Road Construction Firms Sentenced After Road Worker Loses Arm 0

Three construction businesses have been sentenced to pay over £400,000 in fines and costs for significant safety violations, after a worker lost his arm when it became entangled in poorly-guarded machinery during a road surfacing job in Hertfordshire.

The 53-year old road worker was preparing a chip spreader — a machine used to distribute stone chips on asphalt – for resurfacing works on the A1001 in Hatfield when his left arm became caught in the machine’s rotating auger, causing catastrophic injuries.

The highly skilled individual, who wishes to remain anonymous, had his arm amputated shortly after the tragedy and has been unable to return to work since.

The Health and Safety Executive (HSE) investigated the incident on March 8, 2012, and prosecuted Amey LG Ltd, Lafarge Aggregates Ltd (acting as Amey Lafarge, the joint venture in charge of the operation), and Ashmac Construction Ltd, which provided workers to the joint venture, for multiple safety violations at Watford Magistrates’ Court.

The court was told, in order to prepare the chip spreader for operation, the worker assigned on the site by Ashmac Construction Ltd started the machine and the rotation of its internal auger. During the operation of setting the equipment up for usage his arm became entangled in dangerous moving elements.

It was discovered that all three companies had safety issues, according to the HSE inquiry.

HSE concluded the worker, who was not formally qualified in the use of the spreader, and his colleagues were only given one evening to familiarise themselves with the machine by Amey Lafarge when they started work on site six months before the event.

Neither was an operator’s manual provided to the workers by Amey Lafarge, nor were they given any instructions or training on how to use the equipment safely, including how to secure guards. In addition, there was no safe system of work in place to guarantee that the machine was set up and operated properly and that its use was restricted to those who were trained.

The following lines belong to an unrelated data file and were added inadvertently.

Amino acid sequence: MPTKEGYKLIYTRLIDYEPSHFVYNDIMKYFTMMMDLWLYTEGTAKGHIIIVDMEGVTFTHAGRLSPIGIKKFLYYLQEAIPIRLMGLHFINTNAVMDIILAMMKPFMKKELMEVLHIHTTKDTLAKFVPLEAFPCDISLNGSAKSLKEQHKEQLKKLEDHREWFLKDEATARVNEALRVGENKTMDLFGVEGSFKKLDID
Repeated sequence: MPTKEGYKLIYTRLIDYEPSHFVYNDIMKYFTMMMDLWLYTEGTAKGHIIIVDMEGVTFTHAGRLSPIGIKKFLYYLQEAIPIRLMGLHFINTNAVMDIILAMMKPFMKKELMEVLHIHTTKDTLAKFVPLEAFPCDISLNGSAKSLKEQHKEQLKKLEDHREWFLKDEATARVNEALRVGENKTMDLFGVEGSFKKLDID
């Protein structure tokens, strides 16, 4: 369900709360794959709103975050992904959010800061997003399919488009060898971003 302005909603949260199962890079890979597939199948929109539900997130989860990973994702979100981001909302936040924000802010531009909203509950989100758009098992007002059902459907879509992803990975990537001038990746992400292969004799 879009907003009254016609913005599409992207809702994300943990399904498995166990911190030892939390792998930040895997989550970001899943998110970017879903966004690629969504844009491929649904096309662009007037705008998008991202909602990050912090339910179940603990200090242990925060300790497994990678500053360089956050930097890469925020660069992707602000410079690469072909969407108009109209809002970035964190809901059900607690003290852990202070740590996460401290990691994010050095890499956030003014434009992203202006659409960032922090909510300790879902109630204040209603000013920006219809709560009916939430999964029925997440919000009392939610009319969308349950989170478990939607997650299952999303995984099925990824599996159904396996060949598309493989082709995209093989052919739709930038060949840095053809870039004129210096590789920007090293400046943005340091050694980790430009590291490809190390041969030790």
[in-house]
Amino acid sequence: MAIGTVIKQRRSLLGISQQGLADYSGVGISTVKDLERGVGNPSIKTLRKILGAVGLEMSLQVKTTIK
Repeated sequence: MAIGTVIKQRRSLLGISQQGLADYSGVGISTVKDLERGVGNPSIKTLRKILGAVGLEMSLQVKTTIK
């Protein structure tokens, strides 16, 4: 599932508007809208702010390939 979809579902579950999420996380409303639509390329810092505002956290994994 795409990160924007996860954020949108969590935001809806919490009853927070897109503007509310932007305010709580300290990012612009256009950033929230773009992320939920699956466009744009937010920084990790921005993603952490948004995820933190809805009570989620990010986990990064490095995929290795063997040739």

The Amey Lafarge did have a risk assessment and a site-specific procedure statement but these did not represent the reality of the controls in place for the usage of the chip spreader. In fact, the chip spreader used on site differed from the one stated in the risk assessment.

Ashmac Construction Ltd did not take reasonably reasonable precautions to ensure workers that it deployed on site had received necessary knowledge, instruction and training in the safe use of the chipper they were operating.

Amey LG Ltd, of the Sherard Building, Edmund Halley Road, Oxford, was fined £150,015 and ordered to pay costs of £18,000 after pleading guilty to one contravention of Section 3(1) of the Health and Safety at Work etc. Act 1974.

After pleading guilty to one violation of Section 3(1) of the Health and Safety at Work etc. Act 1974, Lafarge Aggregates Ltd of Portland House, Bickenhill Lane, Solihull, Birmingham, was fined £175,015 and ordered to pay costs of £18,000.

Ashmac Construction Ltd of Pavillion Court, Pavilion Drive, Northampton, was fined £30,015 and ordered to pay costs of £18,000 after pleading guilty to a contravention of section 3(1) the Health and Safety at Work etc. Act 1974.

“This tragic incident has left a worker with life-changing injuries,” stated HSE inspector Gavin Bull after the incident. It was entirely preventable. In the industry, the dangers of running a plant are well-known.

In light of this incident, “workers must be provided with the information, instruction, and training they require to operate the plant safely, and companies must put measures in place to ensure the plant is operated safely on site.”

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Last Updated on December 29, 2021

Indra-Gupta

Author: Indra Gupta

Indra is an in-house writer with a love of Newcastle United and all things sustainable.

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